:: Article

Gore Opera


Alan Kelly, Let Me Die A Woman, Pulp Press 2010

My favourite joke goes something like this: A man walks into a fish and chip shop and says, “May I have a steak and kidley pie, please?” And the chip-shop owner says, “Sorry?” And the man replies, “May I have a steak and kidley pie, please?” And the chip-shop owner says, “Don’t you mean steak and kidney pie?” And the man replies, “I said that, diddle I?” My second favourite joke: Why are scarecrows so good at what they do? Answer: They are outstanding in their field. What has this to do with a book review? I hear you shout. Well, Alan Kelly’s debut novel Let Me Die A Woman is linguistically deft, sick, humorous, and gives a kick up the ass to the genre of contemporary horror writing. Imagine Bret Easton Ellis as the bastard offspring of H.P Lovecraft or Stewart Home raised on a diet of Ginī Piggu movies and you’ll get somewhere close to the feel of this very enjoyable book.

Bunny Flask is out for revenge, out for bloody revenge and nothing will stop her, not malformed dolls, not psychopathic scarecrows, not reanimated bodies that make Frankenstein’s monster look like Johnny Depp; definitely not Alice Fiend (aka Jessica Spark). With a little help from her friend Kiffany Boston-Gifford and the quite fanciable Sunglasses Steve, Bunny is determined to get Mick Jones back for sacking her from the horror magazine Bloody Rag. On top of that, she is going to close down The Doll House and stop the appearance of the apocalyptic Psyche and The Sisters. If this were just a pure gore opera it would be a negligible read, an evening spent with a wry smile on one’s face, forgotten the next day; but Kelly has a lot to say about families, relationships, the shifting sands of gender and sexuality, and about the horror genre the novel so cleverly exploits. This is pulp fiction at its pulpist and cultist.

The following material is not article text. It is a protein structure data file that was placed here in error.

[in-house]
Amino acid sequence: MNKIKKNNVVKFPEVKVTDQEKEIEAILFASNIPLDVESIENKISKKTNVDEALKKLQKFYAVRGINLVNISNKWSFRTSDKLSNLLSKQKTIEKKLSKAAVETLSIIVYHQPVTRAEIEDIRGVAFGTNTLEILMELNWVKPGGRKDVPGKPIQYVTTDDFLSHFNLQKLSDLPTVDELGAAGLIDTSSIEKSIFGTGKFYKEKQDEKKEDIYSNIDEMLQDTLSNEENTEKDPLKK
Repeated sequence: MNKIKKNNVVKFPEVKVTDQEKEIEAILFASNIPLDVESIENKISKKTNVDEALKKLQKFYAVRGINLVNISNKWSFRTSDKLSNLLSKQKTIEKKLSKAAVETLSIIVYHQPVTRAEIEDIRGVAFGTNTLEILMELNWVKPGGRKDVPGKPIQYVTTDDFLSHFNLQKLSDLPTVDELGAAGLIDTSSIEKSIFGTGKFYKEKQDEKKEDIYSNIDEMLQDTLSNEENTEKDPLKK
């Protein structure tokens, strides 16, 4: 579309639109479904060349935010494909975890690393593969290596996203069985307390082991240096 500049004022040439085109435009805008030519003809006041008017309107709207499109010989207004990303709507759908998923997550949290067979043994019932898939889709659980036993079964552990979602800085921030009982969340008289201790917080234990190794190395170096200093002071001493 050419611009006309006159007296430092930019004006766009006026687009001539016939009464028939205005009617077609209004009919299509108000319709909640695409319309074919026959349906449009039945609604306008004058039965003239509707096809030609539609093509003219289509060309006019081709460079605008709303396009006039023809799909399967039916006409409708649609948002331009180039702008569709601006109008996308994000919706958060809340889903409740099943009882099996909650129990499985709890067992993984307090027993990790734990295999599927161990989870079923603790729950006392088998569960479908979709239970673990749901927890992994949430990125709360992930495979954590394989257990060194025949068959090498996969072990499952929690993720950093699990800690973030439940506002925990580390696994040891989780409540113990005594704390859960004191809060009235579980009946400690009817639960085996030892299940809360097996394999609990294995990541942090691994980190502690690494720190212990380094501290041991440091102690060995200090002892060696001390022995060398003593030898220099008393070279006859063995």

A fusion of horror, slasher, sci-fi, cyperpunk, erotica, romance, Let Me Die A Woman nods its head to its literary influences – H.P. Lovecraft, Ramsey Campbell, Jim Thompson, William S. Burroughs, J.G. Ballard, Clive Barker; its filmic predecessors – Hammer Horror, Noir, Ed Wood, Buffy the Vampire Slayer, Deliverance, Nikita, and its musical ones – Snowy White, Bauhaus, Courtney Love, Siouxsie Sioux. But the novel wears these influences lightly and with humour – if there’s one thing this novel is it’s irreverent. Kelly has some great similes: “There was a noise like burning kittens coming from beneath the creature’s skin…” And some wonderful chapter titles, my favourites being: “Fuck Me Gently With a Chainsaw” and “Corpse Bitch”.

If you like your horror not as cutesy as Gaiman and a tad shorter than King or Straub; if you like to smile through lashings of viscera; if you prefer your heroes to be transexuals battling reanimated bodies killed by demented hegemonic scarecrows; if you prefer to read something that will stretch your imagination rather than stroke it condescendingly; and if you prefer dark surrealism to beige reality, then a night in with Alan Kelly’s Let Me Die A Woman would be right up your blood-spattered alley. Alan Kelly is the Wizard of ODD. Let me die a fan.

Steve Finbow‘s book on the cultural history of necrophilia should be out some time this year along with a collection of short stories; a critical biography of Allen Ginsberg is due in 2011; and those novels just keep piling up.

First published in 3:AM Magazine: Saturday, May 29th, 2010.